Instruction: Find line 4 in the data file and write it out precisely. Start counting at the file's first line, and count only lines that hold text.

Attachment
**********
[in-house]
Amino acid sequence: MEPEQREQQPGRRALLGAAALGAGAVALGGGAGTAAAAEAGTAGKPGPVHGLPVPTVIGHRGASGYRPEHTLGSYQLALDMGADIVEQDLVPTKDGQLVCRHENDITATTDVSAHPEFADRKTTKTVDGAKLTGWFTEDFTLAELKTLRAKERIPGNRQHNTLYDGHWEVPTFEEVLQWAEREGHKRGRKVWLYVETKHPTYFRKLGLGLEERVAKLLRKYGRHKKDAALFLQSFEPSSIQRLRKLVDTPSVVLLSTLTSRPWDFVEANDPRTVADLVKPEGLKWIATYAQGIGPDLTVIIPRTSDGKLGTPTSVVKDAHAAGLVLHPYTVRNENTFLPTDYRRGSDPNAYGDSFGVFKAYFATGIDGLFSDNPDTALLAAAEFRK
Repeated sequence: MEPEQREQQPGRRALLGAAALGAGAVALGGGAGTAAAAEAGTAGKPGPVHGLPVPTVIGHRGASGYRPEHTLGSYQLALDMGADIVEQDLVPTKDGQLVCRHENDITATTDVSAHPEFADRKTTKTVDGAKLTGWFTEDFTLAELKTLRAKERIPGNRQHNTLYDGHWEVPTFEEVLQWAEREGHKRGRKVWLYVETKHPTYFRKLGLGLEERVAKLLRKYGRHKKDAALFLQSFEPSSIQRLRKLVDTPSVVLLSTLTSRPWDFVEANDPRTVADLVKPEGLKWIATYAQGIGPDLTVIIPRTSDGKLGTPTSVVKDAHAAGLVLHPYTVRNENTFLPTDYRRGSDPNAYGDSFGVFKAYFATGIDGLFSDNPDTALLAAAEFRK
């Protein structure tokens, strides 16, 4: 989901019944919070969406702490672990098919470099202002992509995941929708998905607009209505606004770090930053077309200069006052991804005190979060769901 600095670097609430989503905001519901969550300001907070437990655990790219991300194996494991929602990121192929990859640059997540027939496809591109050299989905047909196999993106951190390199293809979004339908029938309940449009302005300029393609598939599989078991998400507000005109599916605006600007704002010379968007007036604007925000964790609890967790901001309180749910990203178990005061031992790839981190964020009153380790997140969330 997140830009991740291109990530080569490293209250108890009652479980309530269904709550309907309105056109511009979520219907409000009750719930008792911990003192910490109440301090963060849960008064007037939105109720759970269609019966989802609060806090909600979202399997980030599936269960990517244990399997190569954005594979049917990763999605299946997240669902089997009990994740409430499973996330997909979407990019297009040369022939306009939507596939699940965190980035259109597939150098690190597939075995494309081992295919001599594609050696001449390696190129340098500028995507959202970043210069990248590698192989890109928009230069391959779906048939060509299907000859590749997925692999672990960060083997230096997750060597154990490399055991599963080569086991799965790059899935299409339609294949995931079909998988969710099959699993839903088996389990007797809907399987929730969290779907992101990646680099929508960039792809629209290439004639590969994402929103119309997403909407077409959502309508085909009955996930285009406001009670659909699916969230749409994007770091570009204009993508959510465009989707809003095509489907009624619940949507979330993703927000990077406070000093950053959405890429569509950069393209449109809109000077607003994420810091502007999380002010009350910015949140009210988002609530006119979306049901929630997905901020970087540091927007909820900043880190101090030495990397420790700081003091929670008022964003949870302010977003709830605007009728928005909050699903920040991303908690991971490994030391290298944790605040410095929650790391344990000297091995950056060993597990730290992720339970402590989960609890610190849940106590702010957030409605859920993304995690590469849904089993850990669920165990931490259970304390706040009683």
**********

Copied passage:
């Protein structure tokens, strides 16, 4: 989901019944919070969406702490672990098919470099202002992509995941929708998905607009209505606004770090930053077309200069006052991804005190979060769901 600095670097609430989503905001519901969550300001907070437990655990790219991300194996494991929602990121192929990859640059997540027939496809591109050299989905047909196999993106951190390199293809979004339908029938309940449009302005300029393609598939599989078991998400507000005109599916605006600007704002010379968007007036604007925000964790609890967790901001309180749910990203178990005061031992790839981190964020009153380790997140969330 997140830009991740291109990530080569490293209250108890009652479980309530269904709550309907309105056109511009979520219907409000009750719930008792911990003192910490109440301090963060849960008064007037939105109720759970269609019966989802609060806090909600979202399997980030599936269960990517244990399997190569954005594979049917990763999605299946997240669902089997009990994740409430499973996330997909979407990019297009040369022939306009939507596939699940965190980035259109597939150098690190597939075995494309081992295919001599594609050696001449390696190129340098500028995507959202970043210069990248590698192989890109928009230069391959779906048939060509299907000859590749997925692999672990960060083997230096997750060597154990490399055991599963080569086991799965790059899935299409339609294949995931079909998988969710099959699993839903088996389990007797809907399987929730969290779907992101990646680099929508960039792809629209290439004639590969994402929103119309997403909407077409959502309508085909009955996930285009406001009670659909699916969230749409994007770091570009204009993508959510465009989707809003095509489907009624619940949507979330993703927000990077406070000093950053959405890429569509950069393209449109809109000077607003994420810091502007999380002010009350910015949140009210988002609530006119979306049901929630997905901020970087540091927007909820900043880190101090030495990397420790700081003091929670008022964003949870302010977003709830605007009728928005909050699903920040991303908690991971490994030391290298944790605040410095929650790391344990000297091995950056060993597990730290992720339970402590989960609890610190849940106590702010957030409605859920993304995690590469849904089993850990669920165990931490259970304390706040009683």